Schools: Planning's Enduring Blindspot

Schools are a prime driver of housing choices and transportation behavior. So why are schools and children often missing from the planning process? Ruth Miller diagnoses the problem and looks at how we can change it.
February 22, 2013, 12pm PST | Jonathan Nettler | @nettsj
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Miller discusses a couple of examples - one from the Bay Area's regional planning initiative and one from the siting of a new school outside of Covington, Georgia - for how schools are missing, and exempted, from the planning process. For a use that has such a high impact on housing and transportation choices, the disconnect is baffling.

"It’s one thing to exclude school boards from discussions of transportation and housing, but students themselves are routinely excluded, too," she continues. "Youth have a different, but incredibly useful perspective on a place. And children, especially young children, can be much more direct about their impressions of a place, if you’re willing to listen."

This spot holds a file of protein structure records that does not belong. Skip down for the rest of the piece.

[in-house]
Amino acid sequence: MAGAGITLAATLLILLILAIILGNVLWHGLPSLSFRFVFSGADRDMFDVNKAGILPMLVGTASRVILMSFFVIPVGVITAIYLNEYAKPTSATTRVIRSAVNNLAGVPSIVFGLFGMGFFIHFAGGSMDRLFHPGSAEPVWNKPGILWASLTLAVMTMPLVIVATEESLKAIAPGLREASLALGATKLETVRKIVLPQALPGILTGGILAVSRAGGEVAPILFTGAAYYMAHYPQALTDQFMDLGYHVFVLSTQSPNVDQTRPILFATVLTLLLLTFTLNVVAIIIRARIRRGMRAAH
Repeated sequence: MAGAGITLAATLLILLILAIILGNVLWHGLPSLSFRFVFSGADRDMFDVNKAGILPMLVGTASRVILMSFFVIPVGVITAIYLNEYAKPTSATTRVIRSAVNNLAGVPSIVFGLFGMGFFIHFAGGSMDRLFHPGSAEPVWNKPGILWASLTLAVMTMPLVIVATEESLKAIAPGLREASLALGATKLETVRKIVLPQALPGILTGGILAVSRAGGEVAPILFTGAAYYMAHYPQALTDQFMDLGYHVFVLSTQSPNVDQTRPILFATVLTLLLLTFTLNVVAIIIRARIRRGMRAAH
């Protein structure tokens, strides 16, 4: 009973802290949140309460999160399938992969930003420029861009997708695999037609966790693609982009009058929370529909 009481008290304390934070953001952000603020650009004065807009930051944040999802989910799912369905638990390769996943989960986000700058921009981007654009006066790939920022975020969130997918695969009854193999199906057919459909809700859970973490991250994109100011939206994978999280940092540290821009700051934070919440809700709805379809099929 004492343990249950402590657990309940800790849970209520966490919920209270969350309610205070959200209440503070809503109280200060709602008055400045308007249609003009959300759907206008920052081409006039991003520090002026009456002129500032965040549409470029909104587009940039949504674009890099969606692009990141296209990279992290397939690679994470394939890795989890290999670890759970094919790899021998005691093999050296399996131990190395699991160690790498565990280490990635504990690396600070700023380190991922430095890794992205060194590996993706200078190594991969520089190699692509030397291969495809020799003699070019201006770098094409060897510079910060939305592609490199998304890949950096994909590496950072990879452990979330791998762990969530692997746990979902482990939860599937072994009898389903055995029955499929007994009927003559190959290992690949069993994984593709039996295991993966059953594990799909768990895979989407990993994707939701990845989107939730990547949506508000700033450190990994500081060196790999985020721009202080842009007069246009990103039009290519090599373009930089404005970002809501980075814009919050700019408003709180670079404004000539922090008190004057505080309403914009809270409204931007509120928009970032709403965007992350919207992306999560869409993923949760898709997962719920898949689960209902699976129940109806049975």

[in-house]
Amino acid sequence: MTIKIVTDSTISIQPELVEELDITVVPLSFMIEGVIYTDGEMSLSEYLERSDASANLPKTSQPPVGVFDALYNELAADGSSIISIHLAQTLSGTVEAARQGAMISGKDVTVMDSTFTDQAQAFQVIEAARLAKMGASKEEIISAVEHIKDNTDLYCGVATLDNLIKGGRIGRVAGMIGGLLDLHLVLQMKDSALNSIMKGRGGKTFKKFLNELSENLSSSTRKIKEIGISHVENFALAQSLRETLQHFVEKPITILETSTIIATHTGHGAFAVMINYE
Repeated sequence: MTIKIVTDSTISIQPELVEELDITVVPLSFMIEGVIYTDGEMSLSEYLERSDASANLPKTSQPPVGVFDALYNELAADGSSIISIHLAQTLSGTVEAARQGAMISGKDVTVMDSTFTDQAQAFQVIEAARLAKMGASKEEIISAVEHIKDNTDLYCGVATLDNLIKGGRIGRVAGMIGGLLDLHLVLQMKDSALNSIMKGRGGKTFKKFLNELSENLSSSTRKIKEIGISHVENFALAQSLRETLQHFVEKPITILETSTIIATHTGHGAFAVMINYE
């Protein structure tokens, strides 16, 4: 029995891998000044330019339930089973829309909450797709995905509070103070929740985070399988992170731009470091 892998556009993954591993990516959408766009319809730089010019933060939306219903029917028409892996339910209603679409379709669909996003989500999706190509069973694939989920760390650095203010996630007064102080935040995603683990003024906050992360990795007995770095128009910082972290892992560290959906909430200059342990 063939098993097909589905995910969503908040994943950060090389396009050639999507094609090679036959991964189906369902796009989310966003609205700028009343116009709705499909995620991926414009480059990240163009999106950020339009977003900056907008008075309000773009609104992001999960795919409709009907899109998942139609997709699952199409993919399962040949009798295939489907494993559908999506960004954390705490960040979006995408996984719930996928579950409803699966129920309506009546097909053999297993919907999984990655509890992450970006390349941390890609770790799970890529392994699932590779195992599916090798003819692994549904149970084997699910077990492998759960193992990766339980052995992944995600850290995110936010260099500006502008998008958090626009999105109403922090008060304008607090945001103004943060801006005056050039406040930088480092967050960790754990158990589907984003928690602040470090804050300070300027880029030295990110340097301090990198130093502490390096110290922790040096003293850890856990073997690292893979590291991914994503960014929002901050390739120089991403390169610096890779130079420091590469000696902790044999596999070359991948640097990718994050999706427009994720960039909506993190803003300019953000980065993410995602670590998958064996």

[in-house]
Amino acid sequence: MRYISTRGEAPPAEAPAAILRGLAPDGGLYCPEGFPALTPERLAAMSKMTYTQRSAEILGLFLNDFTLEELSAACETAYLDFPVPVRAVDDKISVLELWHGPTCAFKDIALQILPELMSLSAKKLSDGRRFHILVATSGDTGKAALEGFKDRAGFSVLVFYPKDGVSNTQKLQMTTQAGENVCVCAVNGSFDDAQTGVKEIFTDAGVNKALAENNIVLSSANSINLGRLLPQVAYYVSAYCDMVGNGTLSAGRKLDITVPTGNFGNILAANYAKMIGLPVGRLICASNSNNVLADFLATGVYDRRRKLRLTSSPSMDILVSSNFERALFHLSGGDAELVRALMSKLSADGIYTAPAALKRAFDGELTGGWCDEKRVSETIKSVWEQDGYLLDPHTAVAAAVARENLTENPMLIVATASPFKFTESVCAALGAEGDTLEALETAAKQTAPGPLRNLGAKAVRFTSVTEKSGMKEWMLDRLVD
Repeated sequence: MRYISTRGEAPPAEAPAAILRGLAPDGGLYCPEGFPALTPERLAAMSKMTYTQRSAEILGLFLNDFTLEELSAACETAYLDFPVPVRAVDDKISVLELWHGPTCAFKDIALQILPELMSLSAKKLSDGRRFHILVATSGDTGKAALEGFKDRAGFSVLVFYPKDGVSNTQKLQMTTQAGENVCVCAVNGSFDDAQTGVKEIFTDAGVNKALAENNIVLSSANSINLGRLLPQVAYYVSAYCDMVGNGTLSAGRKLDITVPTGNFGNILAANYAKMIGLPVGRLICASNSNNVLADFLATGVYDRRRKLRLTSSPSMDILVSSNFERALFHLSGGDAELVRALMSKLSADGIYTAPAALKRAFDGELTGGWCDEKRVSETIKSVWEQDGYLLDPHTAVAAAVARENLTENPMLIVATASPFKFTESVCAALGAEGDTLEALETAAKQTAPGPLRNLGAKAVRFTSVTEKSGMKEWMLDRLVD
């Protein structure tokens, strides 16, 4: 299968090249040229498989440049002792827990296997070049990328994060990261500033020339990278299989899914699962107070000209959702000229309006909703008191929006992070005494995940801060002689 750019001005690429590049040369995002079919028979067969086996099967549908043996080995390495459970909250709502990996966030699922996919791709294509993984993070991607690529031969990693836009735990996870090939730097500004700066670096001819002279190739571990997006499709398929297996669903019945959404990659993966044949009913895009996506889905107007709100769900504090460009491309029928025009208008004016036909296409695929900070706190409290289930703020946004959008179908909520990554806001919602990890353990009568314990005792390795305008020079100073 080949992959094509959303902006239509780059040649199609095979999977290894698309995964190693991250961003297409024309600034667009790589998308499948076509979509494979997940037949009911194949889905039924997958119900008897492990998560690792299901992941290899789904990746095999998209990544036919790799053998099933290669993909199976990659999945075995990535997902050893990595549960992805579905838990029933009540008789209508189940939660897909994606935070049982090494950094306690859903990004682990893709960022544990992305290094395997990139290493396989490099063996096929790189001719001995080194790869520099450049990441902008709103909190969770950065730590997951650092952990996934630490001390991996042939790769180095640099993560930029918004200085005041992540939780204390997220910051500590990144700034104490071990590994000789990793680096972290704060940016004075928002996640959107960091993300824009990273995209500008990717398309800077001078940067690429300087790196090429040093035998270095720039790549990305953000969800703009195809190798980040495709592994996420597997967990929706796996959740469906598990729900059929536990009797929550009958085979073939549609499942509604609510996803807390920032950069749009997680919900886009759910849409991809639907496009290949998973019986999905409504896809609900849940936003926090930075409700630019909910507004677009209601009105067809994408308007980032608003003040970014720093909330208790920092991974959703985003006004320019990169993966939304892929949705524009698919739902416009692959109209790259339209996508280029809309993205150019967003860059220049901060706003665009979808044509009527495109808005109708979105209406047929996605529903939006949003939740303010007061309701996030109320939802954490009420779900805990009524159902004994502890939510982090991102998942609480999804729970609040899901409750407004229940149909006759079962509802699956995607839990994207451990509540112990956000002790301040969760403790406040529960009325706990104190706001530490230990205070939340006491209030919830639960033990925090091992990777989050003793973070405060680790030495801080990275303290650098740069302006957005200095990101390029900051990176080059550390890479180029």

"Not only are youth scheduled out of opportunities for public participation, or made to feel unwelcome, but they aren’t given the tools to discuss these issues confidently with adults."

"A lonely few organizations are moving to fill this void, including the Center for Cities and Schools at the University of California, Berkeley (full disclosure, I am a graduate fellow). Their Y-PLAN (Youth Plan Learn Act Now!) curriculum presents a guide for teaching youth community participation. In addition El Carrito, a mobile public participation cart in the Fort Pienc neighborhood of Barcelona, and PLACE IT!, based in Los Angeles, both work from the point of view that people of all ages can work together on a vision for their city."

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Published on Thursday, February 21, 2013 in Colab Radio
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